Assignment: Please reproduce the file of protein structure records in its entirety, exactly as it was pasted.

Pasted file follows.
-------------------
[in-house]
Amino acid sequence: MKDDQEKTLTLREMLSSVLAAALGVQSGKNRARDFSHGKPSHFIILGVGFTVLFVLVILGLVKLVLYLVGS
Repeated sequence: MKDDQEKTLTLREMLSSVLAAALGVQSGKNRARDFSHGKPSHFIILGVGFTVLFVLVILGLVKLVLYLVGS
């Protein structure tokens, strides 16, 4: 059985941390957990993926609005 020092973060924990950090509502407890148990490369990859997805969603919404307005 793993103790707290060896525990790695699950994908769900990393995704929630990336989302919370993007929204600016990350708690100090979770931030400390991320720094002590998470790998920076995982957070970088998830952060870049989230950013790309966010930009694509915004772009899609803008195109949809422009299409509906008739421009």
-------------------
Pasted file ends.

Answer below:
[in-house]
Amino acid sequence: MKDDQEKTLTLREMLSSVLAAALGVQSGKNRARDFSHGKPSHFIILGVGFTVLFVLVILGLVKLVLYLVGS
Repeated sequence: MKDDQEKTLTLREMLSSVLAAALGVQSGKNRARDFSHGKPSHFIILGVGFTVLFVLVILGLVKLVLYLVGS
């Protein structure tokens, strides 16, 4: 059985941390957990993926609005 020092973060924990950090509502407890148990490369990859997805969603919404307005 793993103790707290060896525990790695699950994908769900990393995704929630990336989302919370993007929204600016990350708690100090979770931030400390991320720094002590998470790998920076995982957070970088998830952060870049989230950013790309966010930009694509915004772009899609803008195109949809422009299409509906008739421009």